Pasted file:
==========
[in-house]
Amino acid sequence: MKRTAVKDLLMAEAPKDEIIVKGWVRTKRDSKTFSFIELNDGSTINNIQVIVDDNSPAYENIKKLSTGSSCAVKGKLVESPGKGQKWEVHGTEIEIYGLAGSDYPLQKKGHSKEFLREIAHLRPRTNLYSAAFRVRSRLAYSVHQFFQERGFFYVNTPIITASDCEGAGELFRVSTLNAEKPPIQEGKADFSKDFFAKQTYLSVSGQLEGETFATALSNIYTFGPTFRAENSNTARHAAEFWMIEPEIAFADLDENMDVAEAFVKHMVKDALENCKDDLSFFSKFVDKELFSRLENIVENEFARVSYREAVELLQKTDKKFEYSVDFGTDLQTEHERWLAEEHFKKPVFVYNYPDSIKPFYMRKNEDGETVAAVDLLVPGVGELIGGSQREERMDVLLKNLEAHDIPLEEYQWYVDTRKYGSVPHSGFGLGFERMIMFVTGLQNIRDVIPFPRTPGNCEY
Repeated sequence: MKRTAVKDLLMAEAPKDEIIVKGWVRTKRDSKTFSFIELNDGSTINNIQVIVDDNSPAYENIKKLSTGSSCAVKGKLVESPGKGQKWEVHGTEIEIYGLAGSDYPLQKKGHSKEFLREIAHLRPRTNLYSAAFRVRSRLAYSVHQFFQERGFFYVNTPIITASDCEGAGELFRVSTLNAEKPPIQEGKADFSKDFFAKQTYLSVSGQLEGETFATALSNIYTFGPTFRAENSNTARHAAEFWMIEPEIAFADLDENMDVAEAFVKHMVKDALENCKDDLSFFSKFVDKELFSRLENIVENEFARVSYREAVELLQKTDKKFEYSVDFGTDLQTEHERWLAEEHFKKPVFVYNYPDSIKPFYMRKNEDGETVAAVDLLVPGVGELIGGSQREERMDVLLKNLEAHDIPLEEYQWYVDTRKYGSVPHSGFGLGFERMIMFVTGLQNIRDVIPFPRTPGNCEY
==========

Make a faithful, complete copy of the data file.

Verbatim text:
[in-house]
Amino acid sequence: MKRTAVKDLLMAEAPKDEIIVKGWVRTKRDSKTFSFIELNDGSTINNIQVIVDDNSPAYENIKKLSTGSSCAVKGKLVESPGKGQKWEVHGTEIEIYGLAGSDYPLQKKGHSKEFLREIAHLRPRTNLYSAAFRVRSRLAYSVHQFFQERGFFYVNTPIITASDCEGAGELFRVSTLNAEKPPIQEGKADFSKDFFAKQTYLSVSGQLEGETFATALSNIYTFGPTFRAENSNTARHAAEFWMIEPEIAFADLDENMDVAEAFVKHMVKDALENCKDDLSFFSKFVDKELFSRLENIVENEFARVSYREAVELLQKTDKKFEYSVDFGTDLQTEHERWLAEEHFKKPVFVYNYPDSIKPFYMRKNEDGETVAAVDLLVPGVGELIGGSQREERMDVLLKNLEAHDIPLEEYQWYVDTRKYGSVPHSGFGLGFERMIMFVTGLQNIRDVIPFPRTPGNCEY
Repeated sequence: MKRTAVKDLLMAEAPKDEIIVKGWVRTKRDSKTFSFIELNDGSTINNIQVIVDDNSPAYENIKKLSTGSSCAVKGKLVESPGKGQKWEVHGTEIEIYGLAGSDYPLQKKGHSKEFLREIAHLRPRTNLYSAAFRVRSRLAYSVHQFFQERGFFYVNTPIITASDCEGAGELFRVSTLNAEKPPIQEGKADFSKDFFAKQTYLSVSGQLEGETFATALSNIYTFGPTFRAENSNTARHAAEFWMIEPEIAFADLDENMDVAEAFVKHMVKDALENCKDDLSFFSKFVDKELFSRLENIVENEFARVSYREAVELLQKTDKKFEYSVDFGTDLQTEHERWLAEEHFKKPVFVYNYPDSIKPFYMRKNEDGETVAAVDLLVPGVGELIGGSQREERMDVLLKNLEAHDIPLEEYQWYVDTRKYGSVPHSGFGLGFERMIMFVTGLQNIRDVIPFPRTPGNCEY